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Spiced Chicken Breasts with Dried Apricots
© Melanie Acevedo

Spiced Chicken Breasts with Dried Apricots

  • ACTIVE: 10 MIN
  • TOTAL TIME: 40 MIN
  • SERVINGS: 4
  • FAST

A paste made of ground sesame seeds, almonds, cumin, coriander, and oregano gives both the chicken and the apricots delicious flavor.

Plus: More Chicken Recipes and Tips

  1. 3/4 cup dried apricots
  2. 1 1/2 cups water
  3. 1/2 cup sliced almonds
  4. 1/3 cup sesame seeds
  5. 2 tablespoons ground cumin
  6. 2 tablespoons ground coriander
  7. 2 tablespoons paprika
  8. 2 tablespoons dried oregano
  9. Salt
  10. 1/4 cup olive oil
  11. 2 tablespoons lemon juice
  12. 4 bone-in chicken breasts (about 2 1/4 pounds in all)
  1. Heat the oven to 425°. In a small saucepan, combine the apricots and water. Bring to a boil, lower the heat, and then simmer, partially covered, for 10 minutes. Set aside.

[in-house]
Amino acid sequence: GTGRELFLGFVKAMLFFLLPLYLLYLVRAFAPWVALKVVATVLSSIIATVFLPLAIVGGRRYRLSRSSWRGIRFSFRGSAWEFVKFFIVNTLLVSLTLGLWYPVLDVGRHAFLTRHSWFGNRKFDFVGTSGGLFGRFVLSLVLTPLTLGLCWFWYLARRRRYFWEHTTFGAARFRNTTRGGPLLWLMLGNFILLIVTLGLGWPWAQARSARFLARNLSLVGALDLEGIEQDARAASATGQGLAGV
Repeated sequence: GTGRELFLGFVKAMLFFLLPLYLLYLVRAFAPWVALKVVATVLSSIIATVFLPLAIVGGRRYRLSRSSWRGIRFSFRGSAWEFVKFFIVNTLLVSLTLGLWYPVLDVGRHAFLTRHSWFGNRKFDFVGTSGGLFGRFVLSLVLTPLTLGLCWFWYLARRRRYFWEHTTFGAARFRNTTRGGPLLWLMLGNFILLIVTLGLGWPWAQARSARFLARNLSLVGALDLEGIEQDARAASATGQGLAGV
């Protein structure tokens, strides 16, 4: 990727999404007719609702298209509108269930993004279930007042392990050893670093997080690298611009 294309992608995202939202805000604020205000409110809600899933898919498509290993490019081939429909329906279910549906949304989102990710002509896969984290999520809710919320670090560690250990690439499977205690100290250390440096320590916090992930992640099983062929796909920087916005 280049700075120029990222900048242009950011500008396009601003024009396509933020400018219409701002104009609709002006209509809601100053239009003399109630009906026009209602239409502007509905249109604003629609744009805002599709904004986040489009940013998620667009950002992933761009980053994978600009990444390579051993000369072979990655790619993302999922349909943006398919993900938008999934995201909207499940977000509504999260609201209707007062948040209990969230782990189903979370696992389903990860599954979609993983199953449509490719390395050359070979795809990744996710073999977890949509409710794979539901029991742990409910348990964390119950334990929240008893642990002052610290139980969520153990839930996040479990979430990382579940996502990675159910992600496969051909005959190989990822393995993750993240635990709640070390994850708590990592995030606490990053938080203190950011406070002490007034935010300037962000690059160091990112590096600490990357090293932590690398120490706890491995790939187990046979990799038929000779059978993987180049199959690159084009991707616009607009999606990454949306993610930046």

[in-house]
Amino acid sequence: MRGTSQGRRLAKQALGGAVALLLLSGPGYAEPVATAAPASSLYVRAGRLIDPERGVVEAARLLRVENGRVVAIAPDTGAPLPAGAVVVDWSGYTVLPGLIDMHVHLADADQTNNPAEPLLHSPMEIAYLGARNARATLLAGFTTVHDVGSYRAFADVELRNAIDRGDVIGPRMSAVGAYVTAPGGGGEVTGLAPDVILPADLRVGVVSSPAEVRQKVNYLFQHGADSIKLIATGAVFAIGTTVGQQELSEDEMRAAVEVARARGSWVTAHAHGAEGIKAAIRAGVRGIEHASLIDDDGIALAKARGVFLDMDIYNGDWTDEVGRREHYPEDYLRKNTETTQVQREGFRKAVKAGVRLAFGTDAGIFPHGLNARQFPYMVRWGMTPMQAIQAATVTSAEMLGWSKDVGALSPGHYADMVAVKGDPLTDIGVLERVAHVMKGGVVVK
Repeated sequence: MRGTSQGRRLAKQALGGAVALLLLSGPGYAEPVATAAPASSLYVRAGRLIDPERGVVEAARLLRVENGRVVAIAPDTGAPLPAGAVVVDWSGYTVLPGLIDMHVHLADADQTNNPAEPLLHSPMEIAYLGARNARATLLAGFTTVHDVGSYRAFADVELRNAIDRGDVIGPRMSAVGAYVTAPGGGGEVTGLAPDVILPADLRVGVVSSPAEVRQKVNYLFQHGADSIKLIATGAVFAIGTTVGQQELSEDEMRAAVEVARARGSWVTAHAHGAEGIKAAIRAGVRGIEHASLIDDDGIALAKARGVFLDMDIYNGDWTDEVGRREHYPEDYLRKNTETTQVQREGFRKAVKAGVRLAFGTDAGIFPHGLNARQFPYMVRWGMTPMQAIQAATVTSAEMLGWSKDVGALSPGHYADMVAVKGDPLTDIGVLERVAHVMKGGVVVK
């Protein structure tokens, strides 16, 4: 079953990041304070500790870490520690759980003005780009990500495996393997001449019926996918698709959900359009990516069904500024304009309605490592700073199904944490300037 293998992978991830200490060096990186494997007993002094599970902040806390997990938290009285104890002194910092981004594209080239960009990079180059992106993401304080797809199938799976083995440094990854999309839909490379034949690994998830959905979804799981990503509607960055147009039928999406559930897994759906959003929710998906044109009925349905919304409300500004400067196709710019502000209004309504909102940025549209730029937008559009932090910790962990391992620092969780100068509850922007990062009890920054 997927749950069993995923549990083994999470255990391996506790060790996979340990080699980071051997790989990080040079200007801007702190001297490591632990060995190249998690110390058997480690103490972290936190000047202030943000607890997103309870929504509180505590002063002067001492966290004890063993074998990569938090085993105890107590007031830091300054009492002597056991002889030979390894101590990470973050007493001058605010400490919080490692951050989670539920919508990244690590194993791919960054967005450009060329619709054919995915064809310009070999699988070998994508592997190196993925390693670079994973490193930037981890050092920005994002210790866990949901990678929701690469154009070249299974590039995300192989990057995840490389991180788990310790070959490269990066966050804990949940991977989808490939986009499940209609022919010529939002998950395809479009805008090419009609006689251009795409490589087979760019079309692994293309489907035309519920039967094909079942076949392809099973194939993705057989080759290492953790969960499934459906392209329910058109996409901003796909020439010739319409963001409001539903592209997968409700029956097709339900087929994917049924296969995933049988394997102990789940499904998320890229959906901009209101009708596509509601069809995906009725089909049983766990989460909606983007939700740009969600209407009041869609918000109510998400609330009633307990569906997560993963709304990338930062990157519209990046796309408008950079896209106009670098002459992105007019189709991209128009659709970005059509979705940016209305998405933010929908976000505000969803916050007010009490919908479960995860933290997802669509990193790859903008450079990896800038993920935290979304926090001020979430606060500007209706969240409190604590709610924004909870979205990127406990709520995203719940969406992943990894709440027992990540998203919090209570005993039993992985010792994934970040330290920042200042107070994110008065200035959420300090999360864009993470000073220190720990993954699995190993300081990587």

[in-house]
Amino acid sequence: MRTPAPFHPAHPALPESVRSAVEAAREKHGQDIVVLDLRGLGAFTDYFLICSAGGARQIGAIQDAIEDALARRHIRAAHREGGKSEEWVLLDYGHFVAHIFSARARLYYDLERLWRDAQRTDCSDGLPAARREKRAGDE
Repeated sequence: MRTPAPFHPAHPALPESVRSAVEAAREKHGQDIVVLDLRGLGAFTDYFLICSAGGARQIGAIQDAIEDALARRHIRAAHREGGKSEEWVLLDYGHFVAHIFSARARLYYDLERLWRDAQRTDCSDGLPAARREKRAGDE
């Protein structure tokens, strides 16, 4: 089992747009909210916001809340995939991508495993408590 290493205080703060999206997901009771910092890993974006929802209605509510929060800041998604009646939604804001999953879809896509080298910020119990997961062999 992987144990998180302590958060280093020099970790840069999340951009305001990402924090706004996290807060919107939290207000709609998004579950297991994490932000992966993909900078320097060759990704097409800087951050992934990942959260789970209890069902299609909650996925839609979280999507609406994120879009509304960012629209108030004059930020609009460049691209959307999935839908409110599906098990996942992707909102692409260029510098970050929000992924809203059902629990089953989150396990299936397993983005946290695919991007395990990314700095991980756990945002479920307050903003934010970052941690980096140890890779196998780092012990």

2. Toast the almonds and sesame seeds in the oven until just beginning to brown, about 2 minutes. Transfer 1/3 cup of the almonds and 1/4 cup of the sesame seeds to a blender; pulverize with the cumin, coriander, paprika, oregano, and 1/2 teaspoon salt. Put the mixture in a small bowl; stir in the oil and lemon juice to make a paste. Stir half of the paste into the apricots and water.
  3. Put the chicken breasts in a small roasting pan, skin-side up, and coat with the remaining paste. Pour the apricot mixture around the chicken. Cook in the lower third of the oven until done, 20 to 25 minutes. If the chicken seems to be browning too quickly, cover the pan with aluminum foil the last 10 minutes of cooking.
  4. Transfer the chicken to a plate. Spoon the fat from the pan. Serve the chicken topped with the apricots and any pan juices. Sprinkle the remaining almonds and sesame seeds over all.
Serve With Steamed rice is an ideal accompaniment. So are roasted potatoes cooked alongside the chicken in a separate pan.

Suggested Pairing

A red or white wine with low tannin and plenty of fruit flavor will match the sweet, tangy apricots. For a red, a Pinot Noir from Oregon would be a good choice; for a white, a Pinot Blanc from Alsace in France.

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